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Multi-Million Dollar Heroin Ring Dismantled in Newark

By kcora on
Newark

A condemned building on Johnson Avenue in Newark was home to what officials called a 24-hour illegal drug operation that sold millions of dollars’ worth of the drug, U.S. Attorney Paul J. Fishman announced.

Among those arrested and charged today are the two alleged leaders of the operations – Almalik Anderson and Quawee Jones (see chart below), who are charged with engaging in a continuing criminal enterprise. They are also charged, along with the 13 other defendants, with one count each of conspiracy to distribute heroin. The nine defendants who are in custody are scheduled to have their initial court appearances later today before U.S. Magistrate Judge Steven C. Mannion in Newark federal court. Six defendants remain at large.

“The charges in the complaint describe a 24/7 illegal drug bazaar that has operated in the middle of a residential neighborhood for years,” U.S. Attorney Fishman said. “This location is just a few doors away from the playing fields of Malcolm X. Shabazz High School and the playground and basketball courts of Terrell James Park. Law abiding citizens shouldn’t have to worry about drug dealing where their children are trying to learn and play. Today’s arrests culminate a coordinated effort by our office, the FBI and local law enforcement to shut down this scourge, and to help reclaim the neighborhood.”

“Almalik Anderson operated a multi-million dollar heroin business out of a residential building in Newark which was ‘closed’ for business today by the FBI and our partners on the Safe Streets Task Force,” Richard M Frankel, FBI special agent in charge, Newark, said. “We are confident taking Anderson and his crew off the streets of Newark will have direct impact on reducing violent crime in the city.”

According to the complaint:

This drug-trafficking group operated out of a residential building at 25 Johnson Ave., Newark. The defendants allegedly ran a sophisticated operation that took advantage of the building’s location on a dead-end street, making it difficult for law enforcement to infiltrate the distribution network despite a constant streams of buyers entering the building at all hours of the day and night. “Lookouts” were paid by the defendants to alert them to any police activity coming onto the block from the only access point on Clinton Avenue. Police could not infiltrate the building without lookouts detecting their presence and signaling the sellers. Members of the drug trafficking organization set up an escape route whereby residents were paid to keep their doors unlocked. The dealers in the hallways would run through the building and exit via fire escapes at the rear of the building or simply hide within the apartments before police could apprehend them. In addition to being paid to keep their doors unlocked, residents were also paid not to report to law enforcement the drug-trafficking activity that was open and notorious within the building’s public areas.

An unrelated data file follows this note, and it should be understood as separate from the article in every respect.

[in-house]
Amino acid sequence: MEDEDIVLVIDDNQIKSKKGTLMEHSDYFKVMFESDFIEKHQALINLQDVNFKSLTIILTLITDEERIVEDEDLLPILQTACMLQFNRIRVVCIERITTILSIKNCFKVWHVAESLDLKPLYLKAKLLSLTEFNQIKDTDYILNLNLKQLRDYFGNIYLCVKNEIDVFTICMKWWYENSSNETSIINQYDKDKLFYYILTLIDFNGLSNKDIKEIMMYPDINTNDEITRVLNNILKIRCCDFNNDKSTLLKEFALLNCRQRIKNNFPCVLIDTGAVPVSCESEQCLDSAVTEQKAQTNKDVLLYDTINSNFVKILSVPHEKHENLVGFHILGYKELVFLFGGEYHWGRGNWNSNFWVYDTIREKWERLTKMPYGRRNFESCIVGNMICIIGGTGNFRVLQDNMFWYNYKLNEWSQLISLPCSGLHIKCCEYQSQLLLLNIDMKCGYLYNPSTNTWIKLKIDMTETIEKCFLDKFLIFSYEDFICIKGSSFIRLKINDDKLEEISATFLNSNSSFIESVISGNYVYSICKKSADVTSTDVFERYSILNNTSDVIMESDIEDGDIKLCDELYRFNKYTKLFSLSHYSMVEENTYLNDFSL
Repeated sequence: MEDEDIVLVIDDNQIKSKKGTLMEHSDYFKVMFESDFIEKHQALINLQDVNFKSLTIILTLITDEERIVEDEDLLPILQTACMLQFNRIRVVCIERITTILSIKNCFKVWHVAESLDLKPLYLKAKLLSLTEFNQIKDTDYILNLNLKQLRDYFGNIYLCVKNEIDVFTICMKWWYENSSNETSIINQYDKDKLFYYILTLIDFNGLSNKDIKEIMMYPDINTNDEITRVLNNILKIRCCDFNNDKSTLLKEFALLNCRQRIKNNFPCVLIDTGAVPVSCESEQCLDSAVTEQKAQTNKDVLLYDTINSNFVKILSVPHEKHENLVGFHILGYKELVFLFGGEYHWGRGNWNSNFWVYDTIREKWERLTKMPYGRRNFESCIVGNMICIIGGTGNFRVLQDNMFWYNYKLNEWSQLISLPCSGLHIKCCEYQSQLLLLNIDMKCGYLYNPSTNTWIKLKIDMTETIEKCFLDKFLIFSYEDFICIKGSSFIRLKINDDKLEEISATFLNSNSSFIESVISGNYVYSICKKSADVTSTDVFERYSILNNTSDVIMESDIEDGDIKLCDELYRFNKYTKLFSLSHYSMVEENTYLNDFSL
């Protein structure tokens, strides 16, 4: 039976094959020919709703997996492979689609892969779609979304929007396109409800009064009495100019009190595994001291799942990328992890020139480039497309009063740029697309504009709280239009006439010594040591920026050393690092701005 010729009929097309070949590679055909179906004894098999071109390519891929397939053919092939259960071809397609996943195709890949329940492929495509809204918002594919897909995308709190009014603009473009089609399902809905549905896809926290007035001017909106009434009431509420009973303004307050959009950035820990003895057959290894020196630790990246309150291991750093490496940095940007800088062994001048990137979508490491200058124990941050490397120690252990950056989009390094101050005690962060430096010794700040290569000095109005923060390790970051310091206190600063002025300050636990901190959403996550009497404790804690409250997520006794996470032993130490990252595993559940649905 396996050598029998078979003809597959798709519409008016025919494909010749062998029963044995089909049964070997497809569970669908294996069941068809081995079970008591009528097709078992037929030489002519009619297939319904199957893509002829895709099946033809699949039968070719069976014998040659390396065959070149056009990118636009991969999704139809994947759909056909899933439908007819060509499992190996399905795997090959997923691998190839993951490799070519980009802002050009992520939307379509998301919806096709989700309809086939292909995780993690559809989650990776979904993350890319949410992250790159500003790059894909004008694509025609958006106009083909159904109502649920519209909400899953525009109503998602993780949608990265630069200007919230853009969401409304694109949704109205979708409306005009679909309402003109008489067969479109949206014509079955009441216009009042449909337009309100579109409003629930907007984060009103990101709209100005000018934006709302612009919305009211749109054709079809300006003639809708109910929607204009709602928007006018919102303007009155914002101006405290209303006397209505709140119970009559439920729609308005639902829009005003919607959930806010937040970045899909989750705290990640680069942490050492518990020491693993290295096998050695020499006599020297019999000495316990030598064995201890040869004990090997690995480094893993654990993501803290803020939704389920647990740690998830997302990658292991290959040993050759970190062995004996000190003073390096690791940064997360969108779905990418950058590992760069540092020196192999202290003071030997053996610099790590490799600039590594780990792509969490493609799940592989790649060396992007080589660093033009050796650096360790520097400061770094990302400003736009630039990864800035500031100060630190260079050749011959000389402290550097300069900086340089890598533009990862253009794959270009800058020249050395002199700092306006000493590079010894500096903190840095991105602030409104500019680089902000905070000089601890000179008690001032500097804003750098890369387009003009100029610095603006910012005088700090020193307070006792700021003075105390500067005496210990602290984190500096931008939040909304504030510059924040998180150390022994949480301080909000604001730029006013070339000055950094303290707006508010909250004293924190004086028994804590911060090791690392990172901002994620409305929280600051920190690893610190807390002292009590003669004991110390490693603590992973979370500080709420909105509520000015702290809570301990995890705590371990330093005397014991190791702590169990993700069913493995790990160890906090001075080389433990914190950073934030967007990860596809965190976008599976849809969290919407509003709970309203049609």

The drug operation worked out of the first floor hallway of the building nearly 24 hours a day and was well-known among heroin users, who came from long distances in several different counties throughout New Jersey. The defendants allegedly worked in carefully planned “shifts” of approximately five distributors in order to handle the constant flow of heroin buyers. The heroin sold was of a high quality and, thus, attracted numerous buyers. The heroin was sold in various “brands,” which were stamped onto the glassine envelopes that contained the heroin, allowing buyers to identify and purchase the brands that they preferred. The defendants sold on average one to two kilograms of heroin per week between February 2015 and November 2015, the investigation revealed.

Based upon the quantities sold, information from court-authorized wiretaps of the two leaders’ phones, and other evidence obtained in the case, the profit from the heroin distribution at 25 Johnson Avenue is estimated to be between $4 million and $7 million a year. The charges are the result of an investigation led by the FBI, which included court-authorized wiretaps, numerous undercover recorded purchases of heroin from at least 15 different individuals inside the building, and seizures of heroin and guns.

The count of running a continuing criminal enterprise carries a minimum sentence of 20 years and a maximum sentence of life in prison. The count of conspiracy to distribute one kilogram or more of heroin carries a minimum sentence of 10 years and a maximum sentence of life in prison.